This is in fact, modern art.
This is in fact, modern art.
Photo: Victoria Song (Gizmodo)

In case you hadn’t heard, CES fucks now. That much was evident at this year’s CES Unveiled, where more than one sexual health and wellness company was allowed to show off their wares—a change from last year’s fumbling prudishness. This year includes Morari Medical, the maker of a wearable meant to help solve premature ejaculation in penis-havers. It is, as you can clearly see in the photo above, a taint bandaid.

Behold this no-penis-having mannequin with what appears to be a bandaid underneath its smooth, Ken Doll-esque giblets. I tried to get as close-up a look as I could without looking like a total creeper, and from what I could see, it was a bandage-type patch that was stuck onto the mannequin’s taint with some duct tape. There wasn’t much else to Morari Medical’s booth besides this. Just a computer with a slideshow spitting facts about premature ejaculation next to black-and-white pictures of handsome men who are clearly distraught. I did, however, get some answers.

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First of all, the taint bandaid doesn’t have an official name just yet. That’s because, according to the company, it is an “early-stage prototype” for the “first wearable solution” in treating penis-havers who inadvertently cum too soon. The idea is to develop something that uses “neuromodulation” to help the brain communicate better with ejaculatory nerves. I had to admit, I had no idea what neuromodulation even meant. A google search now tells me it is “the alteration—or modulation—of nerve activity by delivering electrical or pharmaceutical agents directly to a target area.” A peep at Morari Medical’s website also describes its prototype as the first external, transdermal product with aims at “inhibiting the nerves of the penis, thereby delaying an ejaculation.” The whole point of making it a taint bandaid is to make it discreet and unnoticeable to sexual partners.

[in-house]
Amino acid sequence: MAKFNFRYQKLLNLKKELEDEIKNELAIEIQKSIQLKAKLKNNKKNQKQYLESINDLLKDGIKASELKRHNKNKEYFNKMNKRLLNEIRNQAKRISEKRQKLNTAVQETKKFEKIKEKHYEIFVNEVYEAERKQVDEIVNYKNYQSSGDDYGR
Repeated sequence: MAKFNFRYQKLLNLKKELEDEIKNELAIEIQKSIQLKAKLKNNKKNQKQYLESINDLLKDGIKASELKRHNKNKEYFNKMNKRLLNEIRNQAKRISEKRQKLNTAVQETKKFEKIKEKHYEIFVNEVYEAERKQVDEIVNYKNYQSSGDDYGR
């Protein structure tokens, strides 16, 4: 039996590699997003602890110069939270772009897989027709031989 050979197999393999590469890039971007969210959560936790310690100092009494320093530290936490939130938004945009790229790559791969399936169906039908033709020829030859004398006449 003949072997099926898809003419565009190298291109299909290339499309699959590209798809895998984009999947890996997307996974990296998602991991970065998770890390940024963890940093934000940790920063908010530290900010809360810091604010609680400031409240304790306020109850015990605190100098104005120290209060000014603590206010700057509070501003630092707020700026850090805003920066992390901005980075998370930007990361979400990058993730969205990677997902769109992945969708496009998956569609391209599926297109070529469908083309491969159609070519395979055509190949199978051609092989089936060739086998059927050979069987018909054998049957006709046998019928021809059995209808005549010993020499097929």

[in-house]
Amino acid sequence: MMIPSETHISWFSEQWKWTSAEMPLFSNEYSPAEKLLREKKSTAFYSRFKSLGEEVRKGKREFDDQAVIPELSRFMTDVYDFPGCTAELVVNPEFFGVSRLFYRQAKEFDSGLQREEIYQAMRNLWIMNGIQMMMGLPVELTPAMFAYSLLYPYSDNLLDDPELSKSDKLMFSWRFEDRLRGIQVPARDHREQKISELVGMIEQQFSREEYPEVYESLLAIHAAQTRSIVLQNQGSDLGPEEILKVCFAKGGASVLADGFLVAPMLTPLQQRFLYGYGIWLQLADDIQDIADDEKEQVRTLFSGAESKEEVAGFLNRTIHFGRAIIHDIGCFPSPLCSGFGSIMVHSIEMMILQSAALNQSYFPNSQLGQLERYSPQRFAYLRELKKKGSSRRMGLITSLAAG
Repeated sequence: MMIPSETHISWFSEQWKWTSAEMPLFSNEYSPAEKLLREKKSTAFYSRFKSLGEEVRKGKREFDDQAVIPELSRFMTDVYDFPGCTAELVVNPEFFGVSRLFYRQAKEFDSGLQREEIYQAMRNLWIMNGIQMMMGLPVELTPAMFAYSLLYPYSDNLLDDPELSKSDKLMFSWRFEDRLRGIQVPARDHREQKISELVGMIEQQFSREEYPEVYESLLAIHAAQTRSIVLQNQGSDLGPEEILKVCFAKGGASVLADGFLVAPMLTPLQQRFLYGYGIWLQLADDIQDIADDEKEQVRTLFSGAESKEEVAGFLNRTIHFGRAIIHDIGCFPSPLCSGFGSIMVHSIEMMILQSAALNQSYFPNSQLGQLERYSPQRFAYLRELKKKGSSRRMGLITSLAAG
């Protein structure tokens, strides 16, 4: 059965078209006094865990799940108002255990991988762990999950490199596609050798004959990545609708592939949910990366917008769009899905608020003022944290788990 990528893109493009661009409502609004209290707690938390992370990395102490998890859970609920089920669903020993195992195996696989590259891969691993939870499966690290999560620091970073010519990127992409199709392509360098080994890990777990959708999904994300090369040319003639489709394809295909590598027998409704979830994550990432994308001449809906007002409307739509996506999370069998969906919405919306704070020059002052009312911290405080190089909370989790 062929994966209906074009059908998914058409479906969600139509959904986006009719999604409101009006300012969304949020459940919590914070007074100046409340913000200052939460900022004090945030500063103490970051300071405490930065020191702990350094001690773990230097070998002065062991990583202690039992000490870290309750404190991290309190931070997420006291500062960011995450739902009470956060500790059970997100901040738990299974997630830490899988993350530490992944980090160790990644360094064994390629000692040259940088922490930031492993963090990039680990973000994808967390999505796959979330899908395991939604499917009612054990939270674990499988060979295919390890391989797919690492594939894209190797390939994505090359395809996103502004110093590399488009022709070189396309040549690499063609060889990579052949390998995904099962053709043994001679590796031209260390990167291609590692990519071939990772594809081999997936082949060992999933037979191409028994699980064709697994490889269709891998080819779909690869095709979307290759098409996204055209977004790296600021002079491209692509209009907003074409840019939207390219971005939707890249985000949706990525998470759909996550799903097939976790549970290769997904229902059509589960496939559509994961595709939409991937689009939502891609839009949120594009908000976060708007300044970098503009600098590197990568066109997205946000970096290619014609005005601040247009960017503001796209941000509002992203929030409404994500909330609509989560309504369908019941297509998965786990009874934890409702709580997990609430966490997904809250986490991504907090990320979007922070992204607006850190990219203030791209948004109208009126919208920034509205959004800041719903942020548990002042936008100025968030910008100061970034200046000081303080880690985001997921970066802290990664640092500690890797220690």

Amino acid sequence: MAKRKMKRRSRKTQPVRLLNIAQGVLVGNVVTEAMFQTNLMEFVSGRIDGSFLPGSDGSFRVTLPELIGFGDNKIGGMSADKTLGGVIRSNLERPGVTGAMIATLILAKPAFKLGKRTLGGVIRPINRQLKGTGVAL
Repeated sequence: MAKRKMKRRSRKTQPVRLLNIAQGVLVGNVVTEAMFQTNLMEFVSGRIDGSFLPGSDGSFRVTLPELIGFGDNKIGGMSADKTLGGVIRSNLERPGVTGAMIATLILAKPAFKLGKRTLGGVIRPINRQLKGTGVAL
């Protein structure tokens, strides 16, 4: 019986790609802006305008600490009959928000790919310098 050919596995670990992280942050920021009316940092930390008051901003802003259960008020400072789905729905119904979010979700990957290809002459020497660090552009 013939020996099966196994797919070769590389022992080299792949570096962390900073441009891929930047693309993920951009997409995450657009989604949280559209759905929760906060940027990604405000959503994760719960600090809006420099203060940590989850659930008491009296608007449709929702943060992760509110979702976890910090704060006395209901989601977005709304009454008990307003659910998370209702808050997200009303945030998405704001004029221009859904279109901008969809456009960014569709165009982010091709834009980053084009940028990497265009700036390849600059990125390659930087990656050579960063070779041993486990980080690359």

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Okay. There’s a lot to parse here. (Like did you know that “morari” is Latin for delay? Chef’s kiss of a name.) Does this mean you’d be sticking an electrode to what might be one of the most sensitive parts of the body? Or would it be like... a topical analgesic numbing sensation? To be fair, premature ejaculation is probably humiliating for some people, and it would be objectively good to destigmatize getting help for those affected by it. But is a taint bandaid the best way to do it?

Another serious question: What would happen if you ripped the taint bandaid off? After all, you surely couldn’t wear one until the end of time. Since all of Gizmodo’s penis-havers were unavailable at the time of writing, I sent a picture of the taint bandaid to my partner. I asked him if he would ever be okay with me ripping off a bandaid-type device from that area of his body. He responded immediately with a “No, please, no. There’s so much hair.”

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It’s a good point. Would a hairy taint impact this prototype’s effectiveness? Like, would it adhere properly? Would that require the user to regularly shave or wax that area? Would most dudes be on board with this if it granted the ability to go the distance in the bedroom?

I texted the same question to many of my other penis-having friends. None have responded because they’re all cowards—though I suppose their radio silence proves Morari Medical’s point that men feel shame talking about the issue. Still, if it worked and was painless, a little more manscaping in exchange for not jizzing too fast is a pretty good trade-off for every one.

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Consumer tech reporter by day, danger noodle by night. No, I'm not the K-Pop star.

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